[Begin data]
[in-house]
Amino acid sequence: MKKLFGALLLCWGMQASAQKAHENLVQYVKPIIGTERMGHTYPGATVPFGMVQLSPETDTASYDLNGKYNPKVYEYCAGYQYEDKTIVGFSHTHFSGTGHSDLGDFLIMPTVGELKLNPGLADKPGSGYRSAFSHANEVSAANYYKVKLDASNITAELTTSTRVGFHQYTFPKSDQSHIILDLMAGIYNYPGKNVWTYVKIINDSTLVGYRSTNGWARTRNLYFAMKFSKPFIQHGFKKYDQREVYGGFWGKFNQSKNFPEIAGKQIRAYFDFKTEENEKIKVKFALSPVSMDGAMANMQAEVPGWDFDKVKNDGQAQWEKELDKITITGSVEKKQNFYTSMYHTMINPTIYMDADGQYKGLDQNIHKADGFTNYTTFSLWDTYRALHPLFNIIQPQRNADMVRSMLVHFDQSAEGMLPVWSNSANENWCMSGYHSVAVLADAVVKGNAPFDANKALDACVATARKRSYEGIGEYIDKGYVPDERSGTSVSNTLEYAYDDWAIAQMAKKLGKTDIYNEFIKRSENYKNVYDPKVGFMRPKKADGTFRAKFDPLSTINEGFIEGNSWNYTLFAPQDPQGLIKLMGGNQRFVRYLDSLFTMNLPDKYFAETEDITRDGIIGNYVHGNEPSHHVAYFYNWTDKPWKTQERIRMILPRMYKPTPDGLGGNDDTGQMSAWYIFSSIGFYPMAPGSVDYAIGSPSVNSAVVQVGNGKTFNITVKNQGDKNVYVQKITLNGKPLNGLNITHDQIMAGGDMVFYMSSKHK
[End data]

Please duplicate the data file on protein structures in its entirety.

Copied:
[in-house]
Amino acid sequence: MKKLFGALLLCWGMQASAQKAHENLVQYVKPIIGTERMGHTYPGATVPFGMVQLSPETDTASYDLNGKYNPKVYEYCAGYQYEDKTIVGFSHTHFSGTGHSDLGDFLIMPTVGELKLNPGLADKPGSGYRSAFSHANEVSAANYYKVKLDASNITAELTTSTRVGFHQYTFPKSDQSHIILDLMAGIYNYPGKNVWTYVKIINDSTLVGYRSTNGWARTRNLYFAMKFSKPFIQHGFKKYDQREVYGGFWGKFNQSKNFPEIAGKQIRAYFDFKTEENEKIKVKFALSPVSMDGAMANMQAEVPGWDFDKVKNDGQAQWEKELDKITITGSVEKKQNFYTSMYHTMINPTIYMDADGQYKGLDQNIHKADGFTNYTTFSLWDTYRALHPLFNIIQPQRNADMVRSMLVHFDQSAEGMLPVWSNSANENWCMSGYHSVAVLADAVVKGNAPFDANKALDACVATARKRSYEGIGEYIDKGYVPDERSGTSVSNTLEYAYDDWAIAQMAKKLGKTDIYNEFIKRSENYKNVYDPKVGFMRPKKADGTFRAKFDPLSTINEGFIEGNSWNYTLFAPQDPQGLIKLMGGNQRFVRYLDSLFTMNLPDKYFAETEDITRDGIIGNYVHGNEPSHHVAYFYNWTDKPWKTQERIRMILPRMYKPTPDGLGGNDDTGQMSAWYIFSSIGFYPMAPGSVDYAIGSPSVNSAVVQVGNGKTFNITVKNQGDKNVYVQKITLNGKPLNGLNITHDQIMAGGDMVFYMSSKHK